You want to be in a shopping center that has traffic. If half the shopping center is empty because your co-tenants have moved out, the potential traffic is far lower. There’s less reason for people to be there—and less reason for your business to be there, too.
The presence of a popular co-tenant like Nordstrom may have been one of the factors that led you to select the site in the first place. And in your site selection software, you would’ve based your trade area analysis and sales forecasts on the traffic your co-tenants have been generating. As co-tenants come and go, it could significantly alter your location strategy.
Keys to a favorable co-tenancy clause
Depending on how they’re negotiated, a co-tenancy clause can favor the tenant or the landlord. Your landlord wants to decrease flexibility and increase profits, and you want to increase flexibility and decrease costs.
Unless you have leverage, you may have to sacrifice in other areas to get favorable co-tenancy terms, but if you focus your efforts on the terms that matter most, you can ensure your business has the protection it needs.
Here are four key areas a retailer should focus on.
1. Opening Co-Tenancy
The best way to ensure a strong grand opening in a new center is a mall that is substantially occupied. An Opening Co-Tenancy provision will allow for reduced rent in the event that mall occupancy is below a pre-determined percentage. While most common for new centers under construction, opening co-tenancy provisions can also be found in centers undergoing renovation or repositioning.
2. Operating Co-Tenancy
Once a store is open, an operating (or ongoing) co-tenancy clause ensures full rent is paid only when the center remains substantially occupied. Again based on a negotiated percentage, an operating co-tenancy provision helps protect tenants in the event of a decline in overall mall occupancy.
3. Key “Anchor” Tenants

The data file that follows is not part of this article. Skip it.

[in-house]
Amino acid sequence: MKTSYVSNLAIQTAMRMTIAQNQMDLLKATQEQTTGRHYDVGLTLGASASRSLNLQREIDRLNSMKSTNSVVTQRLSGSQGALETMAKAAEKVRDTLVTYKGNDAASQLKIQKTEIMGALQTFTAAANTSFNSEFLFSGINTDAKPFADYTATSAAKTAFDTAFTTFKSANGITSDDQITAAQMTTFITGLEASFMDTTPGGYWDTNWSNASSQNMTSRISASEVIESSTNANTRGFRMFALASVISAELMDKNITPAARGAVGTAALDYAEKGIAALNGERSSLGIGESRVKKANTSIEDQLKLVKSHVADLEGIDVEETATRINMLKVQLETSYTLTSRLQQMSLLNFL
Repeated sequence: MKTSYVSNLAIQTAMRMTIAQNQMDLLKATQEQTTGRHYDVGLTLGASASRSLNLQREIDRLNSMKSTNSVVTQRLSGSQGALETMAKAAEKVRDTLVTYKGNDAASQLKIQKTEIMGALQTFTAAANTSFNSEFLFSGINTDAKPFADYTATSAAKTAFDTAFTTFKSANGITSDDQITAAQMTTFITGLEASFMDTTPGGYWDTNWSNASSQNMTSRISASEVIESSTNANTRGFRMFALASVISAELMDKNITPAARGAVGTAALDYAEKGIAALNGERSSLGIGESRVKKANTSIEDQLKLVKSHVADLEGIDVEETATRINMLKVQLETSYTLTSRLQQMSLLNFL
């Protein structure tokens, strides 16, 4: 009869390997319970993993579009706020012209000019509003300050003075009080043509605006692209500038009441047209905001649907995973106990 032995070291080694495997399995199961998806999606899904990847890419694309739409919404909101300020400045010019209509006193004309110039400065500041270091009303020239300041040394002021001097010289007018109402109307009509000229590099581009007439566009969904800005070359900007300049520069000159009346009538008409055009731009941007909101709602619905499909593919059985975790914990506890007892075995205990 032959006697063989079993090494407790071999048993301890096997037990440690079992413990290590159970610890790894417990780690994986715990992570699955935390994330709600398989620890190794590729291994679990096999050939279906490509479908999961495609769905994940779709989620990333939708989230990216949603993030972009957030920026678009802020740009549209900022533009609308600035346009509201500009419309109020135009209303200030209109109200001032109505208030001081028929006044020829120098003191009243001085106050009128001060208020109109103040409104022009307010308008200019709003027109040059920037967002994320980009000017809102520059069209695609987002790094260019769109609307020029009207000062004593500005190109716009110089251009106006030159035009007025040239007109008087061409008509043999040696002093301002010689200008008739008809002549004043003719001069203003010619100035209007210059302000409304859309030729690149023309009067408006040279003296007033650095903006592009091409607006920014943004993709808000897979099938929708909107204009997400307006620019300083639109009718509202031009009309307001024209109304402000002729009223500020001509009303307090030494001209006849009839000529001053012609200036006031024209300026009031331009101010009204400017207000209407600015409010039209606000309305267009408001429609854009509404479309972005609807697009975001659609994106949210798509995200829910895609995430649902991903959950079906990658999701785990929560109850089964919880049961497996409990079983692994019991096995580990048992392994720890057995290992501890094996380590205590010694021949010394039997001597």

Certain high-profile tenants are often considered anchor tenants and, in some cases, contribute disproportionally to the success of the center. Commonly a department store in a regional mall or a grocer in a strip center, key tenants drive significant traffic to the center. Lease provisions incorporating named anchor tenants typically invoke an alternative rent structure if an anchor tenant goes dark.
4. Replacement Tenants
While mall occupancy is always changing, it is imperative that the types of tenants (and mix of specialties) occupying a mall remain consistent to draw the appropriate customer base. Without a replacement tenant provision, landlords could choose to replace retail tenants with medical, office or other non-traditional retailers that would not attract the same foot traffic. In this case, conditions on replacement tenants can be agreed upon to ensure appropriate businesses are being selected as replacements.
Identification of a co-tenancy violation is often a difficult undertaking since it is incumbent upon store staff and regional management to note closures and keep the corporate office informed. Once a co-tenancy violation is noted, a landlord will have a defined cure period in which they can provide a replacement tenant to fill the vacancy. It is only upon an unsuccessful cure where a remedy can be invoked.
Remedies typically are one of three categories:
1) Rent Abatement: A reduction in fixed rent or a change to percentage rent are two common rent abatements. In both cases, the tenant’s cost to operate the store is reduced.